Most hikers can drop 10 pounds in a day. Just not where you think.
About a mile into my hike with Michael Martin and Jennifer Adach, leaders of the D.C. Ultralight Backpacking group, we stop to compare our loads. We’re standing in a clearing on the Gap Creek Trail on Massanutten Mountain. The path so far has been gentle, steadily uphill, not difficult. But it’s a warm, humid Virginia day, and sweat drips off my nose.
Michael and Jen are indulging me. Normally, they would keep walking, probably for hours, but they stop to show me some of their gearandex plain how it fits into their ultralight, long-distance hiking philosophy.
Michael and I shrug off our packs, and I lift one in each hand. I’m not surprised that Michael’s pack weighs a little bit less than mine. But I’mimpressed, becauseMichael can travel for days with what he’s brought along on our day hike. He’s got an entire cooking system in there, a tarp, a sleeping bag, maps, a first aid kit. My pack, stuffed with water, snacks and an extra pair of socks, wouldn’t seemepast sunset.
Ultralight backpackers such asMichael and Jen have made an art form of cutting the weight of their gear to 10 pounds or less, not counting food and water. With the D.C. Ultralight group (known as D.C. ULers), Michael and Jen have traveled hundreds of miles on trips across Sweden, Italy and Iceland.
In their new book, the couple hope to intro---
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duce people to the outdoor opportunities in our region.
“AMC’s Best Day Hikes in the Shenandoah Valley,” published by the Appalachian Mountain Club last month, describes 50 of Jen and Michael’s favorite trails, all close enough to the District to drive and hike in a day. The longest is the strenuous 13.2-mile Three Ridges trail, in the Blue Ridge Mountains. The shortest is the 1.2-mile Blackrock Trail, in Shenandoah National Park.
There’s something for everyone, says Jen — particularly new hikers or people who recently moved to the Washington area.
The couple spent about a year researching the book, heading out nearly every weekend, rain and shine. “It was nice to have this reminder of how accessible it all is,” says Jen. “We’ve rediscovered a lot of great hikes.”
“Best Day Hikes” could be considered a prequel to Michael’s 2014 book, also published by the Appalachian Mountain Club. “AMC’s Best Backpacking in the Mid-Atlantic” features 30 multiday hikes as far north as New York and as far south as Virginia. “I do believe that the lighter your load, the happier you’re going to be on the trail,” Michael writes.
“It’s not about leaving stuff at home,” says Jen, 38, who grew up on Long Island and works for the Food Research and Action Center, an anti-hunger nonprofit organization in the District. “You look at where you’re going and look at the things you need. You really get dialed into your gear and how to use it.”
The goal, Michael and Jensay, is to carry everything that’s needed for comfort and safety — and not one fraction of an ounce more. Some D.C. ULers snap the handles off their toothbrushes. Others dehydrate toothpaste.
Michael and Jen typically cover 20miles perday. “It’s all a question of gear and willpower,” says Michael, 43, a Texas native employed by the Department of Agriculture. They start hours before the sun rises and stop late in the day, leaving just enough time to eat, set up their tarp, and collapse into deep sleep before starting again the next day.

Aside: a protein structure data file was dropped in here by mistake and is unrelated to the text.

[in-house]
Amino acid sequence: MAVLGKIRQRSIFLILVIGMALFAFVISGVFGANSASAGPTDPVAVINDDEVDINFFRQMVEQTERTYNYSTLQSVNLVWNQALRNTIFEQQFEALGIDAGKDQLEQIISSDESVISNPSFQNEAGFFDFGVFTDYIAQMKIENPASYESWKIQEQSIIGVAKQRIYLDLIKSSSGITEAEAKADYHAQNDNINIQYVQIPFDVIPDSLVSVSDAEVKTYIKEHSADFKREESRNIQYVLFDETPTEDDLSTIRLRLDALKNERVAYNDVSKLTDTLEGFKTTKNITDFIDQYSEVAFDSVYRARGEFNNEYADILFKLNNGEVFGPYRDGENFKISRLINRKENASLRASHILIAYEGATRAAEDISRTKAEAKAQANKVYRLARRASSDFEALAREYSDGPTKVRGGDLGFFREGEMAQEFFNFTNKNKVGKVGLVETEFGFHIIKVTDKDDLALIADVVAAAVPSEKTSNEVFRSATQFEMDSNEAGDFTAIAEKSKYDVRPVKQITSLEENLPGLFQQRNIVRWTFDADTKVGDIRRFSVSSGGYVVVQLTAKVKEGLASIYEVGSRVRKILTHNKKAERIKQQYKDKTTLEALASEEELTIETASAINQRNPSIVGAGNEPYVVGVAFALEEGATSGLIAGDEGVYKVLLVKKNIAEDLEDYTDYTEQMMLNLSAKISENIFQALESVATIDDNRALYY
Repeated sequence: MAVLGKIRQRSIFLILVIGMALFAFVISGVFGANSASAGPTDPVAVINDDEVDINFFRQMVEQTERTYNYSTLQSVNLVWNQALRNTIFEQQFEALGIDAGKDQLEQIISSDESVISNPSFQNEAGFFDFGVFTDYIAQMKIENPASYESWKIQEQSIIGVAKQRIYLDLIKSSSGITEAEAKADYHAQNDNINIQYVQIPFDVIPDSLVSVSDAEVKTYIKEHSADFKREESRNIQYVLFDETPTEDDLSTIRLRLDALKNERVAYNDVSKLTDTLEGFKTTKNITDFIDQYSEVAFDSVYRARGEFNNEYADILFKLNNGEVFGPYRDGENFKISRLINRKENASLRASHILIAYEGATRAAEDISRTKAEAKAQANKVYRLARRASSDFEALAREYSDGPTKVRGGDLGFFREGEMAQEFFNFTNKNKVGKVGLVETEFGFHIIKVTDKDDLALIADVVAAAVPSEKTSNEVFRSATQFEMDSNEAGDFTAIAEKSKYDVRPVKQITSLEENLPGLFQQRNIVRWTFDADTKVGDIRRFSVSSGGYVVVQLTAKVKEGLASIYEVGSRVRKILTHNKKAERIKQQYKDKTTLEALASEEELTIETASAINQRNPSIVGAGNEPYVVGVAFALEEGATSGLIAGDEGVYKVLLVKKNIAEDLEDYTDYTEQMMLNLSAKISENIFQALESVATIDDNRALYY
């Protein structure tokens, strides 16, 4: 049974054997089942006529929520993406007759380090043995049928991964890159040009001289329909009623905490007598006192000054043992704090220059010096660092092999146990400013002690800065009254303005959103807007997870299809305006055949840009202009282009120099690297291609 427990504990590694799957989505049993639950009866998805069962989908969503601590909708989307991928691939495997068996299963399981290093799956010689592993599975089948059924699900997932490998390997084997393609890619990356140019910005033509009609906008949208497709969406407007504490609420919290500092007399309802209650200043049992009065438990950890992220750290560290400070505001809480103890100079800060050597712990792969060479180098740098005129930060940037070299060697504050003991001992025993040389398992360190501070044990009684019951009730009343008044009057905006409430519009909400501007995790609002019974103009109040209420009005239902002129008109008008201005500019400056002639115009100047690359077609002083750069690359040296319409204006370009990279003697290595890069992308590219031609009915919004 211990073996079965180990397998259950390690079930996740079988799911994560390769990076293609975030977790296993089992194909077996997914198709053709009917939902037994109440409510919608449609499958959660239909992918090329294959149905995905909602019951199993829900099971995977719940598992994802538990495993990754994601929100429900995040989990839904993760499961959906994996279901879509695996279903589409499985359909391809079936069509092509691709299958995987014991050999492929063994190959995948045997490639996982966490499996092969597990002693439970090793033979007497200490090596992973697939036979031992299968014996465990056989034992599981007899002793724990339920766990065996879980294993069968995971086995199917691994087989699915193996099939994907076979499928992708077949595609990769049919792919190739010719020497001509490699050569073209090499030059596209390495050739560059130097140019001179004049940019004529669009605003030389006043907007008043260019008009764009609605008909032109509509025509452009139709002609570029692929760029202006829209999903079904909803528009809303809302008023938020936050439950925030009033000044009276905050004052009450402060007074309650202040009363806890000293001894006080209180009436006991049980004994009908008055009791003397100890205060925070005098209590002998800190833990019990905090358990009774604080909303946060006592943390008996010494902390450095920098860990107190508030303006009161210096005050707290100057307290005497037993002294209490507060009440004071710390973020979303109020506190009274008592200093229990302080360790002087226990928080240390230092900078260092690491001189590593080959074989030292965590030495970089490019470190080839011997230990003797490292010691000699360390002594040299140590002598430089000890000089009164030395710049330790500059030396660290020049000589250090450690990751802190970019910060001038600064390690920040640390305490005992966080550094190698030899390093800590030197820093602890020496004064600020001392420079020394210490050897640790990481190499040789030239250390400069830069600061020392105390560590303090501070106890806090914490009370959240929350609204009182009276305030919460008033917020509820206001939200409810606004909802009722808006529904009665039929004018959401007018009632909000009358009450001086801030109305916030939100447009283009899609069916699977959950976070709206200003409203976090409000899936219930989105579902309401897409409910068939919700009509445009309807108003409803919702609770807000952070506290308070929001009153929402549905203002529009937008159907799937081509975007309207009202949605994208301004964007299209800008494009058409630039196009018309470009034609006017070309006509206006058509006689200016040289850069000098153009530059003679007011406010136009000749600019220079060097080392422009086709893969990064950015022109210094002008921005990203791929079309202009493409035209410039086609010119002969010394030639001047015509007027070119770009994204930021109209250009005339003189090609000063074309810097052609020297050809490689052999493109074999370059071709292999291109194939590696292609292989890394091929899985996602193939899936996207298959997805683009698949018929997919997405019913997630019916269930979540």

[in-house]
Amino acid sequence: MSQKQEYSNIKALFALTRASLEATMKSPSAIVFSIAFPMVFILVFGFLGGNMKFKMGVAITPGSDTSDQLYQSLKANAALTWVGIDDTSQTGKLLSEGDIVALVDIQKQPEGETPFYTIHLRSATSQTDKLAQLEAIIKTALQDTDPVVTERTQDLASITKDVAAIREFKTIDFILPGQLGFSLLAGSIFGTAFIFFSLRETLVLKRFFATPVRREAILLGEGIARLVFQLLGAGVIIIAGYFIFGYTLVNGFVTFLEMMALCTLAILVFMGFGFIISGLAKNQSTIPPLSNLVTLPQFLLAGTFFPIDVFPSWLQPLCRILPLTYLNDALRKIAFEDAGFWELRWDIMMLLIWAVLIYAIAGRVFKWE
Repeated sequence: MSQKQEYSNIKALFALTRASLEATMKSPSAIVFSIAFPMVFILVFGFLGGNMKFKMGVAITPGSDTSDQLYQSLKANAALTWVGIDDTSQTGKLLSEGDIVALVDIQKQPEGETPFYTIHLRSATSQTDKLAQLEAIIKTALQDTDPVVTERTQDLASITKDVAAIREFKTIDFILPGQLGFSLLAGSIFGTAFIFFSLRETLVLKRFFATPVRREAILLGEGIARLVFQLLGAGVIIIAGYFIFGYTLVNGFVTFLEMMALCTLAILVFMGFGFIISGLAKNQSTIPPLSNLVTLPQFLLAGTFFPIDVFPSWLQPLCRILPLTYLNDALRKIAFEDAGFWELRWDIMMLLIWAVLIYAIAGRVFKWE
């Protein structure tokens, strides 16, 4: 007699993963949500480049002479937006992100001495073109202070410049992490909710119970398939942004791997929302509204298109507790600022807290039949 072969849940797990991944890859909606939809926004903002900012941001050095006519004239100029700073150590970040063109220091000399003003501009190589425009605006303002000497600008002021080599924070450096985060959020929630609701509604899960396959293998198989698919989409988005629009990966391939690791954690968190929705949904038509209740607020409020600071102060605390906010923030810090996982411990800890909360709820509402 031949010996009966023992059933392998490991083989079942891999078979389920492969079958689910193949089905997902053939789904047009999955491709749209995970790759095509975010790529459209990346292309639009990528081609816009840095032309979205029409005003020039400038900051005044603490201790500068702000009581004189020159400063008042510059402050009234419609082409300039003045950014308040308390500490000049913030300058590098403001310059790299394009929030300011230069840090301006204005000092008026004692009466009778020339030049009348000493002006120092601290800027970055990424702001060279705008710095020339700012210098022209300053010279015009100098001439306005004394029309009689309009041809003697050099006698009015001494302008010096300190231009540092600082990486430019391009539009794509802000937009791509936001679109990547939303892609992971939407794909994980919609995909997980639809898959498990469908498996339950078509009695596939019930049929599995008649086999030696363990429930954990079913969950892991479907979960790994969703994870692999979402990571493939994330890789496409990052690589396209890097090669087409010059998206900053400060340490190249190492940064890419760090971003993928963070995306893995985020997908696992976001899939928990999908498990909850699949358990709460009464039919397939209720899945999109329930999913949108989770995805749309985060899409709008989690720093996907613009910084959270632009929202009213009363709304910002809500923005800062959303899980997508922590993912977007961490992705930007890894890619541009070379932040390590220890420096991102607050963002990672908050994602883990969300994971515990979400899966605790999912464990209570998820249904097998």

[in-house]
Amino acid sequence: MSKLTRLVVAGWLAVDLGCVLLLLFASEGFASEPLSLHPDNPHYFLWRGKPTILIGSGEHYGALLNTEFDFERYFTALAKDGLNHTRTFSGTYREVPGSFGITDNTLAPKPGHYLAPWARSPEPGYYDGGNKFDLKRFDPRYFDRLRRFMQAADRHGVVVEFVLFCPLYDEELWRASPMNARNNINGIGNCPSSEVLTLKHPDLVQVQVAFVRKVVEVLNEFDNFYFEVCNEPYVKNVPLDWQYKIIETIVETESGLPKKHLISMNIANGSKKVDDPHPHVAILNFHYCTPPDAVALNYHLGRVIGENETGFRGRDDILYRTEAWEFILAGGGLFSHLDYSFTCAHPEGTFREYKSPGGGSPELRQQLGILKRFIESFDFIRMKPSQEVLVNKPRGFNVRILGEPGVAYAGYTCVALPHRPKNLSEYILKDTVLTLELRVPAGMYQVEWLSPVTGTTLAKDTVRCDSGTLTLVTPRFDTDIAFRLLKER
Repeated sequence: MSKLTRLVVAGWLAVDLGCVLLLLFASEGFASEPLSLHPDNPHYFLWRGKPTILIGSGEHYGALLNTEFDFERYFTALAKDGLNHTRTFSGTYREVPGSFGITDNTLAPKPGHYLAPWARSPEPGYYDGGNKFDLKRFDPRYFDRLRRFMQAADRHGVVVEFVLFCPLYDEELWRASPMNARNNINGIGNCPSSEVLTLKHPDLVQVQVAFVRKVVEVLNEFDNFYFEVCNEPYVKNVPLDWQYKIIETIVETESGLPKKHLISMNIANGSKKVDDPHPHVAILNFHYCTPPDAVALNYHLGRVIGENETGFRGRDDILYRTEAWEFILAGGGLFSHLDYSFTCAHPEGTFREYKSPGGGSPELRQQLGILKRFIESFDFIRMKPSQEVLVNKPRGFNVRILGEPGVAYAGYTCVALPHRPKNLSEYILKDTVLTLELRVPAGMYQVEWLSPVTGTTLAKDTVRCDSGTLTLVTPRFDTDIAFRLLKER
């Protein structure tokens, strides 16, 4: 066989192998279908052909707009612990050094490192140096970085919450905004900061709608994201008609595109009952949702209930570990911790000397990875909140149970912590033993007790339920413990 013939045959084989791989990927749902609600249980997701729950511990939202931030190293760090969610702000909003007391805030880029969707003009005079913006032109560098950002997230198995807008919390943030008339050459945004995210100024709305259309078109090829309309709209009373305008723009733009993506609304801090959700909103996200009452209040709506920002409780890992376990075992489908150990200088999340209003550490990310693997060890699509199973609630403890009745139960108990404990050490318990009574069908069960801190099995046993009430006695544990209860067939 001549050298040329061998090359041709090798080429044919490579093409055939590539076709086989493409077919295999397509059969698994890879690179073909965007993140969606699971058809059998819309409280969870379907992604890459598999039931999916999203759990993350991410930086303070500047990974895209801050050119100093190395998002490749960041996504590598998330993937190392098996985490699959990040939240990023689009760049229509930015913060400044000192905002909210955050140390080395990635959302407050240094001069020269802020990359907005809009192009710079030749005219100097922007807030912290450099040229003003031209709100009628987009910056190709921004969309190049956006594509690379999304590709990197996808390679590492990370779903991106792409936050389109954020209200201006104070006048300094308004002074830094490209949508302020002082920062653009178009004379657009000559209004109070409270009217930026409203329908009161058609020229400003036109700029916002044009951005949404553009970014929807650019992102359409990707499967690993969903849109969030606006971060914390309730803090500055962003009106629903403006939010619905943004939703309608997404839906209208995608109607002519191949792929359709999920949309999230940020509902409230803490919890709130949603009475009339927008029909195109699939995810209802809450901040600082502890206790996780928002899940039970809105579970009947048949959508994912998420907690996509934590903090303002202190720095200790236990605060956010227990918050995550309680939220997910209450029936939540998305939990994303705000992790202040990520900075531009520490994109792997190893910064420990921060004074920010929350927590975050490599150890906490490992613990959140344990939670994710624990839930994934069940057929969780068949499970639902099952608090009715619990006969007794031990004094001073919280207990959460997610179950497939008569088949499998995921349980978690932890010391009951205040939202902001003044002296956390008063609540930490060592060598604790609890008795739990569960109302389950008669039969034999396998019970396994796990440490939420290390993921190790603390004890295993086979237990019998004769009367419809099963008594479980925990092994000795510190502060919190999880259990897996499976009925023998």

Those early-morning hours are the magical ones, they say, when the air is cool and wildlife abundant.
Nobody likes schlepping around more stuff than they need, but ultralight hiking as a concept is fairly new, dating to the 1990s. Michael believes the D.C. Ultralight group is the largest such organization in the country. Formed in 2009, it has about 700 members and perhaps 150 active ones, he says.
D.C. ULers can debate at length the relative benefits of tents ver- sus tarps, or how many pairs of socks to take. But, Michael notes, many hikers can trim 10p ounds or more simply by swapping out three things — old, heavy packs; sleeping bags; and tents — for new, lighter models.
The group organizes 75 hiking expeditions a month, plus educational seminars and gear showcases. “For our group, the philosophy is really to grow and nurture new backpackers,” Jen says. “We start with low-mileage trips, and we have a system where people advance as they gain newskills in the outdoors.”
On a recent Sunday, Michael and Jen took me on one of their favorite hikes. Massanutten Mountain is as close as many Shenandoah trails (about two hours from the Vienna park-andride), but far less crowded. We saw only one other hiker, with her dog, even though it was a sunny, latespring Sunday.
This four-mile hike on the Gap Creek Trail was beautiful. And grueling. The final ascent was a jumble of rocks that Michael and Jen seemed to float over, while I had to usemy arms to hoist myself up, one careful step at a time. My pack suddenly seemed unbearably heavy.
The first payoff was a warm, flat rock at the highest point, with a fabulous view over the valley. Payoff No. 2 was still a few hours away: an inexpensive and yummy meal at the Mexican restaurant Jalisco in Front Royal.
Michael and Jen spend a lot of time on trails all over the world, but they say they never get tired of the riches so close to home. “In the D.C. area, it’s pretty amazing that we have all these great hiking opportunities, and they’re so close,” Jen says.
On the trail of the popular Old Rag, in Virginia’s Shenandoah National Park. For views just as beautiful, without ever-present crowds, tryMassanutten Mountain.